The descriptive statistics table can indicate whether variables have missing values, and reveals how many cases are actually used in the principal components.
If there are only a few missing values for a single variable, it often makes sense to delete an entire row of data. This is known as listwise exclusion. If there are missing values for two and more variables, it is typically best to employ pairwise exclusion.
Inspection of means and standard deviations (SDs) can reveal univariate/variance differences between the groups. We should take notice when the means and SDs are very different, as this may indicate that the variables are measured on different scales. In this case, we may use correlation matrix for analysis.
This table reveals relationships between variables. PCA aims to produce a small set of independent principal components from a larger set of related original variables. In general, higher values are more useful, and you should consider excluding low values from the analysis.
|Eigenvalue||Eigenvalues of the correlation/covariance matrix. This represents a partitioning of the total variation accounted for each principal component.|
|Proportion||The proportion of variance explained by each eigenvalue.|
|Cumulative||The cumulative proportion of the variance accounted for by the current and all preceding principal components. If the i-th component retains over 90% original information, it is usually recommended to retain i components.|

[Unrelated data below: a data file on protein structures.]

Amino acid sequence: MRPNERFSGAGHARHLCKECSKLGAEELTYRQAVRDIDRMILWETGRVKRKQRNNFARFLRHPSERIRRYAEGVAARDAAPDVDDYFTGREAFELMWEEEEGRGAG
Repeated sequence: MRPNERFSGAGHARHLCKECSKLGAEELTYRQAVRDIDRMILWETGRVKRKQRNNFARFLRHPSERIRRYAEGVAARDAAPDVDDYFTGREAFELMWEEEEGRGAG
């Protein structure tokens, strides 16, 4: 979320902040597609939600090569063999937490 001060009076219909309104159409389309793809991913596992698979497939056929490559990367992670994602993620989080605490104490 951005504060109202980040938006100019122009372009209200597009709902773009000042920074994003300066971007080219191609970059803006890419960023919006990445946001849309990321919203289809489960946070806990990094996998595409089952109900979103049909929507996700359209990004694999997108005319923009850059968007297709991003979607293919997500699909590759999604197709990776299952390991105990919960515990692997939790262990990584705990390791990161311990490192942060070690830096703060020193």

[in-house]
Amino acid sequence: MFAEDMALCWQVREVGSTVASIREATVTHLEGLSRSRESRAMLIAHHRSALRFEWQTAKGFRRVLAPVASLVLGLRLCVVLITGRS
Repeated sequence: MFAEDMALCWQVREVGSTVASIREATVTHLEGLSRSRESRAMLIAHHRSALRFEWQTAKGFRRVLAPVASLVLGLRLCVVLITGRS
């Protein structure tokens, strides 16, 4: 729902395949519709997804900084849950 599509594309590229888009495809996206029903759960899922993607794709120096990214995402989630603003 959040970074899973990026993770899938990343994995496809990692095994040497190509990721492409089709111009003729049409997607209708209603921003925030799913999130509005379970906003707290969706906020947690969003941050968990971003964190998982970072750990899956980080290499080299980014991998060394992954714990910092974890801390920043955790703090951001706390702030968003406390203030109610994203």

|Note: If we select Covariance Matrix from the Analyze radio box in dialog, the result of Bartlett's Test, which is used to test whether the eigenvalues along each principal component are equal, will be shown in the additional 3 columns of the table.|
The principal component variables are defined as linear combinations of the original variables X1,...,Xk,...,Xm. The Extracted Eigenvectors table provides coefficients for equations below.
|Yk = Ck1X1 + Ck2X2 + ... + CkmXm||(1)|
The scree plot is a useful visual aid for determining an appropriate number of principal components. The scree plot graphs the eigenvalue against the component number. To determine the appropriate number of components, we look for an "elbow" in the scree plot. The component number is taken to be the point at which the remaining eigenvalues are relatively small and all about the same size.
The Loading Plot is a plot of the relationship between original variables and subspace dimensions. It is used for interpreting relationships among variables.
The score plot is a projection of data onto subspace. It is used for interpreting relations among observations.
The bi-plot shows both the loadings and the scores for two selected components in parallel.
The worksheet provides the principal component scores for each variable.